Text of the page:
With higher ed facing many challenges today, the panelists were asked to give their insights on what can be done to better predict enrollment, retention, and cash flow, while at the same time managing affordability drivers to help students. Andy said that while the amount of available data can be overwhelming, there are about a dozen or so main fields of data that should be collected and analyzed. These fields can provide a meaningful framework to effectively analyze and predict models of understanding, which are trying to resolve the three R’s: revenue, reserves, and retention. “Predictive analytics can help an institution focus on those students who are in need and by doing so, the institution can increase their revenue, reduce their reserve requirements, and they can increase their student retention as a result. Analytics helps to answer those three R’s,” Andy explained.
When it comes to enrollment and retention, financial literacy for students is extremely important. Any department in your institution can start a financial wellness program, and the costs shouldn’t be a deterrent. Many institutions across the county offer free financial programs online, like Harvard University and Indiana University. Students need to be educated on their funding options so they can have a better understanding about how they can afford their education and learn that not all funding comes from one source. Jackie Strohbehn, President, Nelnet Campus Commerce, weighed in on this topic and said, “It’s not just federal and private loans, it’s also 529s, scholarships, payment plans, and income share agreements (which are increasingly popular in the tech space). The more options you (the institution) offer, the more you can impact those three R’s Andy spoke on.”
The Importance of Data
The data resulting from predictive analytics is one of the key elements to look at when trying to manage keeping costs down and maximizing revenue opportunities. With many students struggling to afford their educations while in the middle of it. David said, “Data is now so critical to finding new solutions to maintain affordability at a time when institutions are as crunched as they’ve ever been.” However, institution budgets being stretched shouldn’t be a reason not to invest in new technologies. “Taking advantage of new technologies and concepts are going to lead us into best practices and ideas and these are going to revolutionize service delivery in the long run,” David continued.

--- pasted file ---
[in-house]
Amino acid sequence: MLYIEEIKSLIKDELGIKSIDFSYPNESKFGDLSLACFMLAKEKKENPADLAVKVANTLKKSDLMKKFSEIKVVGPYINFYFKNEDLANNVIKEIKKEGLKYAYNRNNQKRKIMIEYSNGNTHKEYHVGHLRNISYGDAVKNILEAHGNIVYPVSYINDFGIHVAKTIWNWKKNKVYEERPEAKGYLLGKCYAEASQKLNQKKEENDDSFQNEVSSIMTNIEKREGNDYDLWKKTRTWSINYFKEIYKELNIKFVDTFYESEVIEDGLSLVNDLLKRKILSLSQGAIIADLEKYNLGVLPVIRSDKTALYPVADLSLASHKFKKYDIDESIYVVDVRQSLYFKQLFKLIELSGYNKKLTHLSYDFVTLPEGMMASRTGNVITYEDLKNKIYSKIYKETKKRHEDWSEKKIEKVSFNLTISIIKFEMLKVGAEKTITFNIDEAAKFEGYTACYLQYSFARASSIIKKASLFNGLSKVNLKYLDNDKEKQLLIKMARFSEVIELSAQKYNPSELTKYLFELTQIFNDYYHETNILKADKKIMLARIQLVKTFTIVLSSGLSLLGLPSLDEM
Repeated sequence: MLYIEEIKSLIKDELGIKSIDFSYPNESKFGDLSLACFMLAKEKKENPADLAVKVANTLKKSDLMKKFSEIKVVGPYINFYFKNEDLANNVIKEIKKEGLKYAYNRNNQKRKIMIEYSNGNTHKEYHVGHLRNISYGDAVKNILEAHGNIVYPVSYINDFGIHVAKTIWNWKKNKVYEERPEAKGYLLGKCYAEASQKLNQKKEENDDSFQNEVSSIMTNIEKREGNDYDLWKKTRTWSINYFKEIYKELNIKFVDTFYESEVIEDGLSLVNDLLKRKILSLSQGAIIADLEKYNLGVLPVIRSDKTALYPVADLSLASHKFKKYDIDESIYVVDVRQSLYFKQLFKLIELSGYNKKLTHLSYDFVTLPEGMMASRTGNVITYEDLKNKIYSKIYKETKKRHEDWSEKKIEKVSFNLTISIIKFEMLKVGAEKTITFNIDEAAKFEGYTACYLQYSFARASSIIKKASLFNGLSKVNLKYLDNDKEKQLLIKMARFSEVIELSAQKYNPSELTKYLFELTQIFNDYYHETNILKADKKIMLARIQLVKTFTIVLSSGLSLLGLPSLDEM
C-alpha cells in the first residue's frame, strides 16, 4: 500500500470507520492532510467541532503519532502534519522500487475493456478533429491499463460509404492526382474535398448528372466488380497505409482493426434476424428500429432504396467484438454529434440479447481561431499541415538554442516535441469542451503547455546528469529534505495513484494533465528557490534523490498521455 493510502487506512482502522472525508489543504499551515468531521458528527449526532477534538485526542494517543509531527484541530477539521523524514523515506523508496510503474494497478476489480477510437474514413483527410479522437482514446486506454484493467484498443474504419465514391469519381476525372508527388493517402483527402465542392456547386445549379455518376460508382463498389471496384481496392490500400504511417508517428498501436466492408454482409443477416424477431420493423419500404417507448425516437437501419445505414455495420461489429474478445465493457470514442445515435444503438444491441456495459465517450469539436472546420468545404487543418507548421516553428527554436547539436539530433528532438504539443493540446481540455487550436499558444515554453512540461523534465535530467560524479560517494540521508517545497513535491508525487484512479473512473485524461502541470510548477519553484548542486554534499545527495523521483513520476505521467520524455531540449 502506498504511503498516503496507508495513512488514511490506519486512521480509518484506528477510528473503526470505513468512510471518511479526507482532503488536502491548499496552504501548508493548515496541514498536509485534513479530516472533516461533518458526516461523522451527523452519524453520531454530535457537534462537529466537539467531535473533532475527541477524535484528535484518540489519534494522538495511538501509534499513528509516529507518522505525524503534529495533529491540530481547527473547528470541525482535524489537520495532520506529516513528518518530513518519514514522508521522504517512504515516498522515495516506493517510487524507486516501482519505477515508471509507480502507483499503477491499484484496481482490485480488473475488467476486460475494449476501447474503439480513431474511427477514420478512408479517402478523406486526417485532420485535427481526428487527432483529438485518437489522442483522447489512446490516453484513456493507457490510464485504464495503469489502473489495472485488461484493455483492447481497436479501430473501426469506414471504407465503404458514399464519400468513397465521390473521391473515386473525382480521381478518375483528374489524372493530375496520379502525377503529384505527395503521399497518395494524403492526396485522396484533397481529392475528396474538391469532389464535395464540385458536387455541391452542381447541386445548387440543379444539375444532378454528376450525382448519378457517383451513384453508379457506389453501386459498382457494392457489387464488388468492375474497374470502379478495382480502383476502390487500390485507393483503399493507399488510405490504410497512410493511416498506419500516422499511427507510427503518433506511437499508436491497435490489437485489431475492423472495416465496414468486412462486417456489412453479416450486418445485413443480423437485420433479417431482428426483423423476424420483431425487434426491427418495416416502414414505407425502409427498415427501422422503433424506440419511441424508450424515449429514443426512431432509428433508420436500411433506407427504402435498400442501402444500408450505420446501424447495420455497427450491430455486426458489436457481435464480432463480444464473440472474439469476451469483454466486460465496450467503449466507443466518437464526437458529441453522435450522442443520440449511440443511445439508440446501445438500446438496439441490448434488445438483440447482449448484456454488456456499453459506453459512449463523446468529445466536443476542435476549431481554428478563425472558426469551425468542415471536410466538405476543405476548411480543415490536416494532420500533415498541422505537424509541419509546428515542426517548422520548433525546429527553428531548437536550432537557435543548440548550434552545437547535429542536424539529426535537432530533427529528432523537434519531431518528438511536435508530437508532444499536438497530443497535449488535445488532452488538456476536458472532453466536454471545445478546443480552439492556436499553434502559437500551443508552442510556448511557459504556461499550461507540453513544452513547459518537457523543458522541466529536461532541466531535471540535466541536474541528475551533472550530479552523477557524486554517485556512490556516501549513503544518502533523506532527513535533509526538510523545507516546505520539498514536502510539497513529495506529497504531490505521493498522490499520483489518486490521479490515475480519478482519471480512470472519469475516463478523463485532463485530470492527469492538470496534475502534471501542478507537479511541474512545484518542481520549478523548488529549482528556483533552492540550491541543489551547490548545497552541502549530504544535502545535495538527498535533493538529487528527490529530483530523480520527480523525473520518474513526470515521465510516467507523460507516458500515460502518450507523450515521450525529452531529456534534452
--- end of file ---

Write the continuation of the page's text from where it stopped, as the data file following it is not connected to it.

Predicting Cash Flow
Enrollment numbers are down at many institutions and state contributions have been reduced, making cash flow a real concern. Daryl shared that 16 percent of first-year students were either unable to attend or chose not to attend school in the fall of 2020, and schools had to cut costs as a result of these realities. “Predicting cash flow is more important than ever. Schools need to chase down every dollar and be able to predict who will pay and who will struggle to pay and help those students work through those issues,” Daryl said.
To help with cash flow insecurities, institutions can look at finding new revenue streams, and evaluating the success or failure of a program and make the hard decisions which are now more crucial than ever. According to Daryl, in his home state of Ohio, the University of Akron has cut 6 out of its 11 colleges to focus on the things they do well. “Knowing where you are financially successful and, more importantly, where you will be financially successful is vital to helping keep the doors open and this is what analytics is helpful with,” Daryl explained.
Ethics of Analytics